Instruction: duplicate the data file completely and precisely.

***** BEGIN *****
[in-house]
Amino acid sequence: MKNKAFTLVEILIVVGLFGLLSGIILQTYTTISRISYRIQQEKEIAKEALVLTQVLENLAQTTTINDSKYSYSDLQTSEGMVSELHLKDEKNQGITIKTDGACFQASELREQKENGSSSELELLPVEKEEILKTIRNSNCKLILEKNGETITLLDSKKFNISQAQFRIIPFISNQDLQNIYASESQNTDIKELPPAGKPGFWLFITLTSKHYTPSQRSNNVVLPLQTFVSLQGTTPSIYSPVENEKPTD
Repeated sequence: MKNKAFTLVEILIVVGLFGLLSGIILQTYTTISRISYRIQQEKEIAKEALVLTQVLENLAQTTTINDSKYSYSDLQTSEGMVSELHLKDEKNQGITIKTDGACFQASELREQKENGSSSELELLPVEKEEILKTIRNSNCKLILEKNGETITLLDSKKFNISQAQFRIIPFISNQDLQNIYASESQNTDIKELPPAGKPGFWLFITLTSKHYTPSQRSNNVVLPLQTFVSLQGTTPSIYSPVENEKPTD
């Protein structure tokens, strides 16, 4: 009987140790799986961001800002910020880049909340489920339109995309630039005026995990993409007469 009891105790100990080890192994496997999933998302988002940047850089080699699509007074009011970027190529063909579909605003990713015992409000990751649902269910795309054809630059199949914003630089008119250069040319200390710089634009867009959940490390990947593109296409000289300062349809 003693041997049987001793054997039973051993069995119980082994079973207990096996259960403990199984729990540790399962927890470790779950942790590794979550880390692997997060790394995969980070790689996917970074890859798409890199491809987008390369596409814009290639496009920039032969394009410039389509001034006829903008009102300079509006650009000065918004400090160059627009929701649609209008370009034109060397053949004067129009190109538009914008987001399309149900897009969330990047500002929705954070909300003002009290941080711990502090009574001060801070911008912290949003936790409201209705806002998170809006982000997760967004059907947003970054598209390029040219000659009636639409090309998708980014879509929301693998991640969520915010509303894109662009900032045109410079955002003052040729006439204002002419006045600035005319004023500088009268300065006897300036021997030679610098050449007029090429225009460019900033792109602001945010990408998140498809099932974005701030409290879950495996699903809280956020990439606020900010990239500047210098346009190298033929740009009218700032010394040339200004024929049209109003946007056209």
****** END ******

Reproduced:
[in-house]
Amino acid sequence: MKNKAFTLVEILIVVGLFGLLSGIILQTYTTISRISYRIQQEKEIAKEALVLTQVLENLAQTTTINDSKYSYSDLQTSEGMVSELHLKDEKNQGITIKTDGACFQASELREQKENGSSSELELLPVEKEEILKTIRNSNCKLILEKNGETITLLDSKKFNISQAQFRIIPFISNQDLQNIYASESQNTDIKELPPAGKPGFWLFITLTSKHYTPSQRSNNVVLPLQTFVSLQGTTPSIYSPVENEKPTD
Repeated sequence: MKNKAFTLVEILIVVGLFGLLSGIILQTYTTISRISYRIQQEKEIAKEALVLTQVLENLAQTTTINDSKYSYSDLQTSEGMVSELHLKDEKNQGITIKTDGACFQASELREQKENGSSSELELLPVEKEEILKTIRNSNCKLILEKNGETITLLDSKKFNISQAQFRIIPFISNQDLQNIYASESQNTDIKELPPAGKPGFWLFITLTSKHYTPSQRSNNVVLPLQTFVSLQGTTPSIYSPVENEKPTD
């Protein structure tokens, strides 16, 4: 009987140790799986961001800002910020880049909340489920339109995309630039005026995990993409007469 009891105790100990080890192994496997999933998302988002940047850089080699699509007074009011970027190529063909579909605003990713015992409000990751649902269910795309054809630059199949914003630089008119250069040319200390710089634009867009959940490390990947593109296409000289300062349809 003693041997049987001793054997039973051993069995119980082994079973207990096996259960403990199984729990540790399962927890470790779950942790590794979550880390692997997060790394995969980070790689996917970074890859798409890199491809987008390369596409814009290639496009920039032969394009410039389509001034006829903008009102300079509006650009000065918004400090160059627009929701649609209008370009034109060397053949004067129009190109538009914008987001399309149900897009969330990047500002929705954070909300003002009290941080711990502090009574001060801070911008912290949003936790409201209705806002998170809006982000997760967004059907947003970054598209390029040219000659009636639409090309998708980014879509929301693998991640969520915010509303894109662009900032045109410079955002003052040729006439204002002419006045600035005319004023500088009268300065006897300036021997030679610098050449007029090429225009460019900033792109602001945010990408998140498809099932974005701030409290879950495996699903809280956020990439606020900010990239500047210098346009190298033929740009009218700032010394040339200004024929049209109003946007056209």